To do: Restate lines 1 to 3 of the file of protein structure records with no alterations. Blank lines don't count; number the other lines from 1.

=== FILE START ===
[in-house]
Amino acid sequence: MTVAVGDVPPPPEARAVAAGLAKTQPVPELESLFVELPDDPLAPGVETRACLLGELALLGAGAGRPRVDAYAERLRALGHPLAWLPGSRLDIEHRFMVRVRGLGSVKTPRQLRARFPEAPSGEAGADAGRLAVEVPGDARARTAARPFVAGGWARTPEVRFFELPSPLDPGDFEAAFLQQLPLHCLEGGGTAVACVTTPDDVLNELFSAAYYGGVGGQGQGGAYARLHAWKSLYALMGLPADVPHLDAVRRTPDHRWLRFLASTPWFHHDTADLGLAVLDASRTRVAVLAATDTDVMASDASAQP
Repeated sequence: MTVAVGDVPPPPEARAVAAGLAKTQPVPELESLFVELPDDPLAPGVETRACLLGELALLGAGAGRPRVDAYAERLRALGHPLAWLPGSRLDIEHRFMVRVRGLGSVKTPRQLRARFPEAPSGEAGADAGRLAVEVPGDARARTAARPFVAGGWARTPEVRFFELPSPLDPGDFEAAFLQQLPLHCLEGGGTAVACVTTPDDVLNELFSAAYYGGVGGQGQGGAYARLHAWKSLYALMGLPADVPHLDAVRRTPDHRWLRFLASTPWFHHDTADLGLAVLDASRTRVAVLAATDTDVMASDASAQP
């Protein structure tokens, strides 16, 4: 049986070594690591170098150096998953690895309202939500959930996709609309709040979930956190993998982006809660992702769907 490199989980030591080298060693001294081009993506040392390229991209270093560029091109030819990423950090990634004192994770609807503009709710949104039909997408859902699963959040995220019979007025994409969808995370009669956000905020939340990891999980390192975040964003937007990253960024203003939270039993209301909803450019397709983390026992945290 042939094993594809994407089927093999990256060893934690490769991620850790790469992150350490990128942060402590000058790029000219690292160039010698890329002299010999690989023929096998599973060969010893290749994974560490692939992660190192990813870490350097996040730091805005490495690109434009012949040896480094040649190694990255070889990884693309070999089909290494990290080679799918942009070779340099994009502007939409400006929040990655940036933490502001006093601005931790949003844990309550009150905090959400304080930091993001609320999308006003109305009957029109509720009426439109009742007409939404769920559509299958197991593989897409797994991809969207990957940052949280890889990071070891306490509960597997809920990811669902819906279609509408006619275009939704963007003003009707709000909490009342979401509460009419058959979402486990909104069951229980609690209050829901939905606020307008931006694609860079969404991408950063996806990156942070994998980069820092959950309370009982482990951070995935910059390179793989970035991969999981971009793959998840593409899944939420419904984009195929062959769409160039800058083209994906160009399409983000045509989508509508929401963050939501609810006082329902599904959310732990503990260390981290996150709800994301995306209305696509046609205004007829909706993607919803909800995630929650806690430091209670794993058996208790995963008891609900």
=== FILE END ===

[in-house]
Amino acid sequence: MTVAVGDVPPPPEARAVAAGLAKTQPVPELESLFVELPDDPLAPGVETRACLLGELALLGAGAGRPRVDAYAERLRALGHPLAWLPGSRLDIEHRFMVRVRGLGSVKTPRQLRARFPEAPSGEAGADAGRLAVEVPGDARARTAARPFVAGGWARTPEVRFFELPSPLDPGDFEAAFLQQLPLHCLEGGGTAVACVTTPDDVLNELFSAAYYGGVGGQGQGGAYARLHAWKSLYALMGLPADVPHLDAVRRTPDHRWLRFLASTPWFHHDTADLGLAVLDASRTRVAVLAATDTDVMASDASAQP
Repeated sequence: MTVAVGDVPPPPEARAVAAGLAKTQPVPELESLFVELPDDPLAPGVETRACLLGELALLGAGAGRPRVDAYAERLRALGHPLAWLPGSRLDIEHRFMVRVRGLGSVKTPRQLRARFPEAPSGEAGADAGRLAVEVPGDARARTAARPFVAGGWARTPEVRFFELPSPLDPGDFEAAFLQQLPLHCLEGGGTAVACVTTPDDVLNELFSAAYYGGVGGQGQGGAYARLHAWKSLYALMGLPADVPHLDAVRRTPDHRWLRFLASTPWFHHDTADLGLAVLDASRTRVAVLAATDTDVMASDASAQP